Infectious Disease Prevention Grants
DSHS Infectious Disease Prevention Section: The mission of this branch is to build a strong partnership between local, state, and federal partners to support the mission of promoting epidemiology, surveillance, education, risk stratification/communication and disease intervention. They work with local/regional offices to investigate acute infectious outbreaks and rare or unusual diseases.
Hansen's Disease Program: This is a skin infection affecting the skin and peripheral nerves, also known as leprosy. This disease is found in some animals and is transmitted through nasal secretion from infected persons with untreated diseases. Approximately 150 newly diagnosed individuals are diagnosed with leprosy each year. Texas is one of the states with the maximum number of leprosy cases.
Zoonosis Control Branch: This branch includes programs for investigating and controlling diseases that can be transmitted by animals to humans. This program relates to animal care, animals in disaster, animals in public settings, animal control, animal shelters and animal-friendly programs. They study the cause of disease, perform surveillance to find the path of occurrence of disease from animals to humans.
Immunization-Related Grants: DSHS Immunization related grants have a budget to support the scope of work that typically provides funding for clinical and administrative salaries, employee fringe benefits, supplies (medical, office), contractual services, and in some cases, equipment as well. Many of the Immunization related grants do generate Program Income (PI) via client's copays or through third-party payments.
*Assistance Listing Numbers (ALN), formerly the Catalog of Federal Domestic Assistance (CFDA).
The purpose of grants funded through Epidemiology and Laboratory Capacity for Infectious Diseases (ELC) ALN 93.323 is to assist public health agencies in detecting, responding, preventing, and controlling known or emerging infectious diseases. Funds can be used for the following purposes:
- To strengthen epidemiologic capacity.
- To enhance laboratory capacity.
- To improve health information systems.
- To enhance collaboration among public health departments' epidemiology, laboratory, and information systems components.
Since 2020, many DSHS grants funded through the Epidemiology and Laboratory Capacity for Infectious Diseases have been used for Covid-19 pandemic-related activities.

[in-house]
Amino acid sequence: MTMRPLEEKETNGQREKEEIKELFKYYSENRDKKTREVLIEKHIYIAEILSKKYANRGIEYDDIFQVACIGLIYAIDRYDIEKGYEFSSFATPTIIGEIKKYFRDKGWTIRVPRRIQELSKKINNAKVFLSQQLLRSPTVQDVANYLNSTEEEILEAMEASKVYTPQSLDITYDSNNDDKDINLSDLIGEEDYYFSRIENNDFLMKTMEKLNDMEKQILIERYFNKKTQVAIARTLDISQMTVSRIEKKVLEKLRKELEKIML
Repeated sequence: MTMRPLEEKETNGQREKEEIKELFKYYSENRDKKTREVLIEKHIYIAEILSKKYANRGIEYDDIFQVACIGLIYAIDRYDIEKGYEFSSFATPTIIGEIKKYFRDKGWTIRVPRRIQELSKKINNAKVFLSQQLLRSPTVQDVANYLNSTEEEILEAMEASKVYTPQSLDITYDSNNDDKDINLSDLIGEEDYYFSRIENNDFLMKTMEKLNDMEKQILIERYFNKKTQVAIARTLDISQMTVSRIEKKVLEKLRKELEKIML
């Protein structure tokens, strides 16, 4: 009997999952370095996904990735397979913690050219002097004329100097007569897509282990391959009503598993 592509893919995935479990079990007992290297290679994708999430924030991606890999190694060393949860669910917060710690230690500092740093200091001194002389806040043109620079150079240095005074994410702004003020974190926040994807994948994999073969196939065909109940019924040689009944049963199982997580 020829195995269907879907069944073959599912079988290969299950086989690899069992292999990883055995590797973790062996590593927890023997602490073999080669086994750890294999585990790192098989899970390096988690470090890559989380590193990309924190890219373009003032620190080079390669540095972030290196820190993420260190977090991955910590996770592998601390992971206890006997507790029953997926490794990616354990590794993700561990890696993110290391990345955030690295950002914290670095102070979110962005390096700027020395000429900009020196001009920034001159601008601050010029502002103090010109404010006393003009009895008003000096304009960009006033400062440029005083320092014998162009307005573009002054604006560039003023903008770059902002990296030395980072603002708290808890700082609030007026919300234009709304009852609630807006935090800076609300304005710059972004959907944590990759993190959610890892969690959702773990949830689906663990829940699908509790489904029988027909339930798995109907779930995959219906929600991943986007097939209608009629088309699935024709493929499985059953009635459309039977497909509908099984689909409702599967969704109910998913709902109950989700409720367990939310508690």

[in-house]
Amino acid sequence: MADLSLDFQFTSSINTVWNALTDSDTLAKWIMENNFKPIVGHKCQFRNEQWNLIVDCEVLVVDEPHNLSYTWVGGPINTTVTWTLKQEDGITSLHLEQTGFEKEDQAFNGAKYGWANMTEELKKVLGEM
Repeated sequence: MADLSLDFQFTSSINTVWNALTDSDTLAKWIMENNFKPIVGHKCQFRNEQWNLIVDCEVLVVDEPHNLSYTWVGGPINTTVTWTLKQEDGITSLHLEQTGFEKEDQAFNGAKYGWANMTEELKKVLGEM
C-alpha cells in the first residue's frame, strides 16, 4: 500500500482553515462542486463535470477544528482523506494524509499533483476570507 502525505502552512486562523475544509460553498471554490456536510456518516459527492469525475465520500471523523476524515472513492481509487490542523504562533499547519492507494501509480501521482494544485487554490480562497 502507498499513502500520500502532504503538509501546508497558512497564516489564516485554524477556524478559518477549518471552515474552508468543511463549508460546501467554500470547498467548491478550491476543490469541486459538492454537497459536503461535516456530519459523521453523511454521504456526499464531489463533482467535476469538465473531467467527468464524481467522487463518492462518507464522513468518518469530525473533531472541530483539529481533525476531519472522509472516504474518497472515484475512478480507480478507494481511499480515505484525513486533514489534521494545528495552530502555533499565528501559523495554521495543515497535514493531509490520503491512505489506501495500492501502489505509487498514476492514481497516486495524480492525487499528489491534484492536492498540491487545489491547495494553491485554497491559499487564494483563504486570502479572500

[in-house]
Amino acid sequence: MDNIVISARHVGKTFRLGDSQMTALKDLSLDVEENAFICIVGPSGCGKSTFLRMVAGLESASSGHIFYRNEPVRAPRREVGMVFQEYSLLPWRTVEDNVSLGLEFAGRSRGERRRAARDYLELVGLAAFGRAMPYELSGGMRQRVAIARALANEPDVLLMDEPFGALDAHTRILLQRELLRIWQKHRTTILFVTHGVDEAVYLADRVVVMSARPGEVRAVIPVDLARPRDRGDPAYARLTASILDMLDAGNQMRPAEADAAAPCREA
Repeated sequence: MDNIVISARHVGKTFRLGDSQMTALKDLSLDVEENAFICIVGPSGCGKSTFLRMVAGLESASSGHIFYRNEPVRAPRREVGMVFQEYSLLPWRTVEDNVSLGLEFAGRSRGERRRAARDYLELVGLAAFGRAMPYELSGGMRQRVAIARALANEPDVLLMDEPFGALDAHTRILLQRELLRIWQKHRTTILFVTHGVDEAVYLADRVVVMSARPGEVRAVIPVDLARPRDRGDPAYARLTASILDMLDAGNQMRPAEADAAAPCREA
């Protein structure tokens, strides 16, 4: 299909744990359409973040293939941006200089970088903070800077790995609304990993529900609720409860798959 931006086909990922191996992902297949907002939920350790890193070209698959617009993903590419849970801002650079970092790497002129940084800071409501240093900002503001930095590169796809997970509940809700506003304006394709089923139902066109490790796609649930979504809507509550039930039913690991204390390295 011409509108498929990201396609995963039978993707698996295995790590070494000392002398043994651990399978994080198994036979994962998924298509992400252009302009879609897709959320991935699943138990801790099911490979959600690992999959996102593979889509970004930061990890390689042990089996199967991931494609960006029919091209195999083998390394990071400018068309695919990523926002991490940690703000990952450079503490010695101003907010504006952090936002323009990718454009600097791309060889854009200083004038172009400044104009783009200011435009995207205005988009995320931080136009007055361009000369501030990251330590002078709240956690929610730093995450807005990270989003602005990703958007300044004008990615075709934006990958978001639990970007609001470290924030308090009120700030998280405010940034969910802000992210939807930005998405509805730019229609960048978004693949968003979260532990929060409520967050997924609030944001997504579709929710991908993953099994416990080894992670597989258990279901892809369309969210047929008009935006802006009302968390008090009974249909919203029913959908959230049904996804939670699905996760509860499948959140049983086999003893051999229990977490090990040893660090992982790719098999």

The purpose of grants funded through Immunization Cooperative Agreements ALN 93.268 is to establish and maintain programs to immunize people against vaccine-preventable diseases, including Covid-19.
Graphs and Tables
Grants managed by the Infectious Disease Prevention department have the following purposes: Hansen's Disease, Infectious Disease Surveillance, Laboratory Services, and GPO-Premier (equipment and maintenance). The following chart shows the percentage of contracts used for each purpose.
As of 2022, 63% of the contracts are used for Infectious Disease Surveillance. ALN 93.268 and ALN 93.323 Infectious Disease Prevention grants have provided total assistance of $3,645,586,908 (about $11 per person in the US) since 2019 (The Tracking Accountability in Government Grants System (TAGGS)).
The following graph shows the breakdown of Infectious Disease Prevention grants funded by the federal government vs. the state government.
Requirements for Grantees
For federally funded grant programs, grant records must comply with federal financial management regulations issued by the uniform grant guidance (UGG) and Texas grant management standards (TxGMS), depending upon the originating funding sources. Title 2 part 200 of the 2CFR200 guides the administrative aspect of the federal awards and sub-awards to all non-federal entities.
HHS utilizes TxGMS as the authority for state-funded grant awards. For grant programs wholly funded by the state, a local government grantee under a grant from DSHS must comply with the following Standard Financial Management Conditions as required by Chapter 783 of the Texas Government Code.